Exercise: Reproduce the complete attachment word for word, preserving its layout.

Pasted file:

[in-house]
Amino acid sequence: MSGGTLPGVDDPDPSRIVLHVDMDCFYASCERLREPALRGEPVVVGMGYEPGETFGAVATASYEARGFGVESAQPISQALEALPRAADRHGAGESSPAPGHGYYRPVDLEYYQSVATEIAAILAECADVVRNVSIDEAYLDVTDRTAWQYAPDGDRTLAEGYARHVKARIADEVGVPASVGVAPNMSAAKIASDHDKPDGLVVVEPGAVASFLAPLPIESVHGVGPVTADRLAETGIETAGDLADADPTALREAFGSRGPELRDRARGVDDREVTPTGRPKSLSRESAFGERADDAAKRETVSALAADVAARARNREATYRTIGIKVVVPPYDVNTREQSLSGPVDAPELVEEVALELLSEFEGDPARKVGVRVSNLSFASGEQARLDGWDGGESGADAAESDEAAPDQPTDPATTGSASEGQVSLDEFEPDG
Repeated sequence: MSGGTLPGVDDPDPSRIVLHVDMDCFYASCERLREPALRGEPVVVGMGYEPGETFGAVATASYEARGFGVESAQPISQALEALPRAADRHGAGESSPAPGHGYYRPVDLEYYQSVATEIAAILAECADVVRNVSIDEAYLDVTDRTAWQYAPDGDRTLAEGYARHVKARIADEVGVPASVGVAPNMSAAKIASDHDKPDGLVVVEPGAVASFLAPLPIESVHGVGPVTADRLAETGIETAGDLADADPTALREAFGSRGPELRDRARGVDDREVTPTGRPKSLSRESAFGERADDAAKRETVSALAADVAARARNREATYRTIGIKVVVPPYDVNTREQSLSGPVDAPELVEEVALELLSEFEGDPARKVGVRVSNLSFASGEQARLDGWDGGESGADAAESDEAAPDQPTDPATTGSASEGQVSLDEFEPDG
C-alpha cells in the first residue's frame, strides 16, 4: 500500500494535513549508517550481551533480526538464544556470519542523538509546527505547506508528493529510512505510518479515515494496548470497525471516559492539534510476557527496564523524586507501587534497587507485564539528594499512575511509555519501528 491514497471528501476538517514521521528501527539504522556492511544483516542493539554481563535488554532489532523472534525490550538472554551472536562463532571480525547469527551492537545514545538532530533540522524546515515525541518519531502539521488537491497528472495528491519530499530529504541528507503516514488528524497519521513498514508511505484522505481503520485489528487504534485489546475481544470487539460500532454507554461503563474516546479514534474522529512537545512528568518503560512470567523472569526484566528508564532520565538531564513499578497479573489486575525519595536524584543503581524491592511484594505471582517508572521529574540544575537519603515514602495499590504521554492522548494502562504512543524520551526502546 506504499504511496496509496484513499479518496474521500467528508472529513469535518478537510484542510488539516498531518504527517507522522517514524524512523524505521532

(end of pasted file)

[in-house]
Amino acid sequence: MSGGTLPGVDDPDPSRIVLHVDMDCFYASCERLREPALRGEPVVVGMGYEPGETFGAVATASYEARGFGVESAQPISQALEALPRAADRHGAGESSPAPGHGYYRPVDLEYYQSVATEIAAILAECADVVRNVSIDEAYLDVTDRTAWQYAPDGDRTLAEGYARHVKARIADEVGVPASVGVAPNMSAAKIASDHDKPDGLVVVEPGAVASFLAPLPIESVHGVGPVTADRLAETGIETAGDLADADPTALREAFGSRGPELRDRARGVDDREVTPTGRPKSLSRESAFGERADDAAKRETVSALAADVAARARNREATYRTIGIKVVVPPYDVNTREQSLSGPVDAPELVEEVALELLSEFEGDPARKVGVRVSNLSFASGEQARLDGWDGGESGADAAESDEAAPDQPTDPATTGSASEGQVSLDEFEPDG
Repeated sequence: MSGGTLPGVDDPDPSRIVLHVDMDCFYASCERLREPALRGEPVVVGMGYEPGETFGAVATASYEARGFGVESAQPISQALEALPRAADRHGAGESSPAPGHGYYRPVDLEYYQSVATEIAAILAECADVVRNVSIDEAYLDVTDRTAWQYAPDGDRTLAEGYARHVKARIADEVGVPASVGVAPNMSAAKIASDHDKPDGLVVVEPGAVASFLAPLPIESVHGVGPVTADRLAETGIETAGDLADADPTALREAFGSRGPELRDRARGVDDREVTPTGRPKSLSRESAFGERADDAAKRETVSALAADVAARARNREATYRTIGIKVVVPPYDVNTREQSLSGPVDAPELVEEVALELLSEFEGDPARKVGVRVSNLSFASGEQARLDGWDGGESGADAAESDEAAPDQPTDPATTGSASEGQVSLDEFEPDG
C-alpha cells in the first residue's frame, strides 16, 4: 500500500494535513549508517550481551533480526538464544556470519542523538509546527505547506508528493529510512505510518479515515494496548470497525471516559492539534510476557527496564523524586507501587534497587507485564539528594499512575511509555519501528 491514497471528501476538517514521521528501527539504522556492511544483516542493539554481563535488554532489532523472534525490550538472554551472536562463532571480525547469527551492537545514545538532530533540522524546515515525541518519531502539521488537491497528472495528491519530499530529504541528507503516514488528524497519521513498514508511505484522505481503520485489528487504534485489546475481544470487539460500532454507554461503563474516546479514534474522529512537545512528568518503560512470567523472569526484566528508564532520565538531564513499578497479573489486575525519595536524584543503581524491592511484594505471582517508572521529574540544575537519603515514602495499590504521554492522548494502562504512543524520551526502546 506504499504511496496509496484513499479518496474521500467528508472529513469535518478537510484542510488539516498531518504527517507522522517514524524512523524505521532